C) Imagine the same patient as described above at home alone (setting), and in the throes of psychosis, depression, or any other serious mental health disorder, and/or addictions (diagnoses). This is the type of situation that can most easily get out of hand in telehealth. The clinician may find themselves in over their heads, without an easily-accessed and supportive professional community, without the support of their licensing board, and be quite alone to make the best of a truly bad situation. If such a clinician had conducted proper telehealth intake and screening, either in-person or through video conferencing, and obtained a full telehealth informed consent
whereby needed information is obtained ahead of time to prevent emergencies, and emergency response protocols are well-rehearsed
to minimize stress on the professional and protect the vulnerable party.
Telehealth Intake and Screening vs In-Person Interviews
As hopefully is adequately illustrated above, the danger in telehealth is not the lack of an initial in-person interview. There actually isn’t a single study that I’ve seen that supports the belief that an in-person interview differentiates successful from unsuccessful telehealth interventions. On the other hand, there literally are hundreds of studies that call for clinicians to be trained in telehealth fundamentals prior to delivering telehealth. Several state boards, including Georgia, Texas, and Washington, now require telehealth training for their licensed practitioners.
Problems occur in telehealth when the clinician doesn’t understand how telehealth screening, telehealth intake, and informed consent processes need to be properly managed to prevent emergencies, and/or how to ~be prepared ahead of time~ to mobilize needed resources. Rather than being caught off guard, clinicians need to be well trained in telehealth as well as how to navigate the emergency response system in another geographic location where community resources are typically unknown to the professional.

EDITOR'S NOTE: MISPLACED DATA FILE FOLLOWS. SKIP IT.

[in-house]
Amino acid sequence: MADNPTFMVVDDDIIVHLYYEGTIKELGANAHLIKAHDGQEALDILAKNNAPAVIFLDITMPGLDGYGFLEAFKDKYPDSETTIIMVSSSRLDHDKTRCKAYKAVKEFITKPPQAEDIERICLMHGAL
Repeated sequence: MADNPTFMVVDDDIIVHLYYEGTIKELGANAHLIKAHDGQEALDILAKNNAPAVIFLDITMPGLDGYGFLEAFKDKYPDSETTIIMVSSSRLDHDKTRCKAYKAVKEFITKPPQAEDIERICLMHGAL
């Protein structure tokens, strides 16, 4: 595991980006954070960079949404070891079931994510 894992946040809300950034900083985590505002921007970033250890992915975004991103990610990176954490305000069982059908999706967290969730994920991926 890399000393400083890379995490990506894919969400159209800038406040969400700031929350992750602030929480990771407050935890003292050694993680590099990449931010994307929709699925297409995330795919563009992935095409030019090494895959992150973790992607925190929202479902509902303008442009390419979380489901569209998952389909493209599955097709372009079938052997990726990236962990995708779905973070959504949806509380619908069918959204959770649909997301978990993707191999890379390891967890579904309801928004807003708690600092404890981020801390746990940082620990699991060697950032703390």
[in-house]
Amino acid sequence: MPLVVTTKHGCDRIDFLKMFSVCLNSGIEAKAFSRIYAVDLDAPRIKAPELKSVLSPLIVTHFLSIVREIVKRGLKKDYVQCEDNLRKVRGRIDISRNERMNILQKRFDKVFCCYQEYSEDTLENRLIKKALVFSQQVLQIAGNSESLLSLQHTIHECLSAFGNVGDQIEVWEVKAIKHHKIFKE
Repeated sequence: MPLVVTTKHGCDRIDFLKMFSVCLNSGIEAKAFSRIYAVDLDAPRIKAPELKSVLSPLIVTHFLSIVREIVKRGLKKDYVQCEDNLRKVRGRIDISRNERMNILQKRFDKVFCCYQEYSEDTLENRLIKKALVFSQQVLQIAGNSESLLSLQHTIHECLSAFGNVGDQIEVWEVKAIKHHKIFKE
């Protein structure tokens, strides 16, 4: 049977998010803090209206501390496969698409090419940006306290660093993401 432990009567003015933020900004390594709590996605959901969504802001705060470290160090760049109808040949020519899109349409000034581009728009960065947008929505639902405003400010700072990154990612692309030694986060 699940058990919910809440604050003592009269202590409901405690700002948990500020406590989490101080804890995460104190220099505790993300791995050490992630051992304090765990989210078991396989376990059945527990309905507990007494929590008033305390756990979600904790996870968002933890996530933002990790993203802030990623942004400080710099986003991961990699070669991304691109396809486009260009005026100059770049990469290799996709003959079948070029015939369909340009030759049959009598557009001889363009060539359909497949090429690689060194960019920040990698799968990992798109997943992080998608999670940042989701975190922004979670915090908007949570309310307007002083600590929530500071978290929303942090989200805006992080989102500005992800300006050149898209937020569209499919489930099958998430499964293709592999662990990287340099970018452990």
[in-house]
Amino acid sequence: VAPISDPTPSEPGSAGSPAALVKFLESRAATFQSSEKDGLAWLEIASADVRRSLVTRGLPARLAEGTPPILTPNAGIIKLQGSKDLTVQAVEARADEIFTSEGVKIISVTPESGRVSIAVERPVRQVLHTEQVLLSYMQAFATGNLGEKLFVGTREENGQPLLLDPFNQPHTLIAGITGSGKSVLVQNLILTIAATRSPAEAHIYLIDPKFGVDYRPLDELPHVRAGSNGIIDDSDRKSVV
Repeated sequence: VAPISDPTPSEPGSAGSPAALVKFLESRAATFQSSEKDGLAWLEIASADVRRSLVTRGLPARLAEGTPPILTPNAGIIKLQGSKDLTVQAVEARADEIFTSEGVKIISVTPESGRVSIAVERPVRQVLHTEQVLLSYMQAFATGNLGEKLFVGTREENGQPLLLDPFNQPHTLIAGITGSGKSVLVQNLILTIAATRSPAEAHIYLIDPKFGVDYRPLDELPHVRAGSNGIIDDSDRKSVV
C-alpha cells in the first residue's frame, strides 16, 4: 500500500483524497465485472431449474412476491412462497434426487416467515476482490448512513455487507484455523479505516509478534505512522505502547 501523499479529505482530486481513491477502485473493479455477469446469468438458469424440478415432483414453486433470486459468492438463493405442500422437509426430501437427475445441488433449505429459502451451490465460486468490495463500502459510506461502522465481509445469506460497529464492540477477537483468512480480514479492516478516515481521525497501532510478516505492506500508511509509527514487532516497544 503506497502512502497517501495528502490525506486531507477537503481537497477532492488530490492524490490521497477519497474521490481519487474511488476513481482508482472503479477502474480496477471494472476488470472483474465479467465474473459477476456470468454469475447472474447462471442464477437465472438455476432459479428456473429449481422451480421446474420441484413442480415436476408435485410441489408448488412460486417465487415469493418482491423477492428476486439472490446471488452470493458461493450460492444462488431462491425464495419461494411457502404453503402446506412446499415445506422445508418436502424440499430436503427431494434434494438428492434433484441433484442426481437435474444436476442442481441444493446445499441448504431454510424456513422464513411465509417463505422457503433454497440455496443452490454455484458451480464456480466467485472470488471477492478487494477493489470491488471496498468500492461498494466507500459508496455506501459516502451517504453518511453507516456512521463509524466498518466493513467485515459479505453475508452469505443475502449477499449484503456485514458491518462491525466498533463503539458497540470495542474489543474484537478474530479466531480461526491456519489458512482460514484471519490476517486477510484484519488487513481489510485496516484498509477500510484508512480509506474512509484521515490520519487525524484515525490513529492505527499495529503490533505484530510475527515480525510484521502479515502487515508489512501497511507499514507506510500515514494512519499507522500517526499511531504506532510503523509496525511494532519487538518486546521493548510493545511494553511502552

The calls for training also is for clinicians to learn how to use the camera for basic functions such as hygiene checks, gait analyses, and other routine functions that are a part of in-person care, and which are not intuitively derived when practicing online. Much like driving a car is easy enough that any twelve-year-old with long legs can maneuver, but it is when an accident needs to be prevented that driver’s ed is necessary. Telehealth then is best utilized by the professional who understands how it works and has taken the time to think through the needs of the population being served ahead of time. Such forethought can assure that those needs can be met, appropriate evidence-based protocols and related documentation are developed and emergency scenarios are well-rehearsed.
The pivotal differentiating factor then is the telehealth competency
of the professional in question, not an in-person interview
Telebehavioral Health Competency Framework
For a complimentary copy of the telebehavioral health competency framework that my team and I published in 2018, feel free to download it here. After downloading, you may want to flip to the table at the end, and scan the middle column (“Proficient”) to see if, in your opinion, someone equipped with these basic competencies would be able to handle the variety of situations that can arise in telehealth.